1. Work to Enable the Fires Element in your Formation

Prior to the NTC, I was unaware of the reliance fires and intelligence have on one another. It became extremely apparent when the air force representative approached me and asked, “Do you have targets? Fixed wing aircraft is on station.” At that moment I realized we did not have the proper systems in place. After that engagement, I policed up the S2 shop’s record keeping and worked with the battle captain to display a running list of active targets on the shared COP. Also, in an attempt to consolidate intel and fires products, the BN Fire Support Officer and I worked to include the fire support plan in the Annex L and named area of interest overlay. This reduced the number of products BN scouts had to reference while operating in the turret of a Bradley. Also, take a close look at the BN and brigade high payoff target list (HPTL) – we found that the brigade HPTL was significantly different from ours. This discrepancy created a lot of frustration with regards to expectations for cannon artillery support. In the latter portion of the exercise, my team developed an understanding of which fires platforms would prosecute which targets. This allowed the S2 shop to make informed targeting recommendations.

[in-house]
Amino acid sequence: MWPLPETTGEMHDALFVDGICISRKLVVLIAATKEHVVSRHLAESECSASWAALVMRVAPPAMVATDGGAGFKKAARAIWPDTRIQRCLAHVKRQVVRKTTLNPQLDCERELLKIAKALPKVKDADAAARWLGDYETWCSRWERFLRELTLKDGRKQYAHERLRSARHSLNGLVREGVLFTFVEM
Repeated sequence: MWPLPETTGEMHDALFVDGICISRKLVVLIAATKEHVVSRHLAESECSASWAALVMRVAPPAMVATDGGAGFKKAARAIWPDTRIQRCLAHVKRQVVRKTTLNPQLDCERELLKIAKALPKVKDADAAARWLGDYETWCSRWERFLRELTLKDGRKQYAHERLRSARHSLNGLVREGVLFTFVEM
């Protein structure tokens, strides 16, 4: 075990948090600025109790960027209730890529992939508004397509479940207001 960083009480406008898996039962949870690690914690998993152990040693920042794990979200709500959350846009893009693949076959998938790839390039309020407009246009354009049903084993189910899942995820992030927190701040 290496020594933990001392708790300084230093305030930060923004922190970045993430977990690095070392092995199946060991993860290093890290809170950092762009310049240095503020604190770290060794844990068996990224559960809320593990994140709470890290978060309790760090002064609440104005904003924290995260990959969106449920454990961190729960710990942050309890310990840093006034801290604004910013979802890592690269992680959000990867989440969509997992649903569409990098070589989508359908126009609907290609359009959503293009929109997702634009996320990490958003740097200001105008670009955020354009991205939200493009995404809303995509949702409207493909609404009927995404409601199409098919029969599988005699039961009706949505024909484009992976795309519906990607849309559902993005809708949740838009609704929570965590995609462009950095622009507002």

1. The BN S2 is a Critical Player in the BN Combined Arms Rehearsal (CAR)

How does the BN S2 section effectively contribute to the BN’s CAR? For my unit, this was an iterative process throughout the collective training cycle. Towards the end of the training exercise, we had a set of inputs that differed based on the type of operation (offense vs defense). Regardless of operation type, the S2 should briefly cover the enemy situation at the opening of the rehearsal. From there the S2’s role varies by operation type. When blue forces (BLUFOR) are rehearsing the offense, we found it beneficial to have S2 soldiers execute the “step drill” method with the enemy recon elements, fixing force, breach force, and exploitation force. So, we essentially walked the enemy in by echelon and provided a brief task, purpose, and timeline, which allowed maneuver commanders to visualize probable lines of contact and enemy sequencing. In the defense, we found it best to have the S2 or AS2 verbally call out the assessed enemy actions as friendly units move their pieces on the terrain model. Additionally, it is highly advised to provide realistic enemy actions throughout the rehearsal. This allows BLUFOR to work through contingency planning and the synchronizing of contact drills prior to SP.